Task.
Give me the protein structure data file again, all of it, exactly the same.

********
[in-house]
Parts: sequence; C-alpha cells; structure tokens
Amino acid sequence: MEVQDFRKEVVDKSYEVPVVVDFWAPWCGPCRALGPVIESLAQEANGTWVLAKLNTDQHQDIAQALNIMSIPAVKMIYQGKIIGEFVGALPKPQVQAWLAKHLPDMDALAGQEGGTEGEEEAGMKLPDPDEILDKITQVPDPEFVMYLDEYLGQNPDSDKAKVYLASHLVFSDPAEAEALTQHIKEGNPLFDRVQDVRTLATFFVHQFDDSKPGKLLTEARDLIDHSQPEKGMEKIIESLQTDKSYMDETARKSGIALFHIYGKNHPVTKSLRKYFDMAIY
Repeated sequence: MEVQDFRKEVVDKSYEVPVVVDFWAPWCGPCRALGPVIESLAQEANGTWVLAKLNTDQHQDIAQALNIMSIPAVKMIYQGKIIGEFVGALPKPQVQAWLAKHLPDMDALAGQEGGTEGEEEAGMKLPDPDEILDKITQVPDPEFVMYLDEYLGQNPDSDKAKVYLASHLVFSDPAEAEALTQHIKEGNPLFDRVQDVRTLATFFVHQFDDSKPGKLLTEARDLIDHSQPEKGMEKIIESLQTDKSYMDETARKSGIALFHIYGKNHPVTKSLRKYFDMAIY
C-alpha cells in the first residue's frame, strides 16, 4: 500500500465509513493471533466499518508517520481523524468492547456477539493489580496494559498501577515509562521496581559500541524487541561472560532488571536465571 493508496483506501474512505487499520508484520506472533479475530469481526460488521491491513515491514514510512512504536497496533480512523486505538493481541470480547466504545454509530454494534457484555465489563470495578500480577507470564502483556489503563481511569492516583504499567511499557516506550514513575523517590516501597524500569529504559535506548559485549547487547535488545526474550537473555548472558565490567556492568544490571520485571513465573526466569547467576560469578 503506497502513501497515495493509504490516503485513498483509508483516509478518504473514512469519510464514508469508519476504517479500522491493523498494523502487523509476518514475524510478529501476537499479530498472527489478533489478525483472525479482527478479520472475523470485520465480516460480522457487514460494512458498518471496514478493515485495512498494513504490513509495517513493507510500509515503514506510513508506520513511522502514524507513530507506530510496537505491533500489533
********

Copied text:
[in-house]
Parts: sequence; C-alpha cells; structure tokens
Amino acid sequence: MEVQDFRKEVVDKSYEVPVVVDFWAPWCGPCRALGPVIESLAQEANGTWVLAKLNTDQHQDIAQALNIMSIPAVKMIYQGKIIGEFVGALPKPQVQAWLAKHLPDMDALAGQEGGTEGEEEAGMKLPDPDEILDKITQVPDPEFVMYLDEYLGQNPDSDKAKVYLASHLVFSDPAEAEALTQHIKEGNPLFDRVQDVRTLATFFVHQFDDSKPGKLLTEARDLIDHSQPEKGMEKIIESLQTDKSYMDETARKSGIALFHIYGKNHPVTKSLRKYFDMAIY
Repeated sequence: MEVQDFRKEVVDKSYEVPVVVDFWAPWCGPCRALGPVIESLAQEANGTWVLAKLNTDQHQDIAQALNIMSIPAVKMIYQGKIIGEFVGALPKPQVQAWLAKHLPDMDALAGQEGGTEGEEEAGMKLPDPDEILDKITQVPDPEFVMYLDEYLGQNPDSDKAKVYLASHLVFSDPAEAEALTQHIKEGNPLFDRVQDVRTLATFFVHQFDDSKPGKLLTEARDLIDHSQPEKGMEKIIESLQTDKSYMDETARKSGIALFHIYGKNHPVTKSLRKYFDMAIY
C-alpha cells in the first residue's frame, strides 16, 4: 500500500465509513493471533466499518508517520481523524468492547456477539493489580496494559498501577515509562521496581559500541524487541561472560532488571536465571 493508496483506501474512505487499520508484520506472533479475530469481526460488521491491513515491514514510512512504536497496533480512523486505538493481541470480547466504545454509530454494534457484555465489563470495578500480577507470564502483556489503563481511569492516583504499567511499557516506550514513575523517590516501597524500569529504559535506548559485549547487547535488545526474550537473555548472558565490567556492568544490571520485571513465573526466569547467576560469578 503506497502513501497515495493509504490516503485513498483509508483516509478518504473514512469519510464514508469508519476504517479500522491493523498494523502487523509476518514475524510478529501476537499479530498472527489478533489478525483472525479482527478479520472475523470485520465480516460480522457487514460494512458498518471496514478493515485495512498494513504490513509495517513493507510500509515503514506510513508506520513511522502514524507513530507506530510496537505491533500489533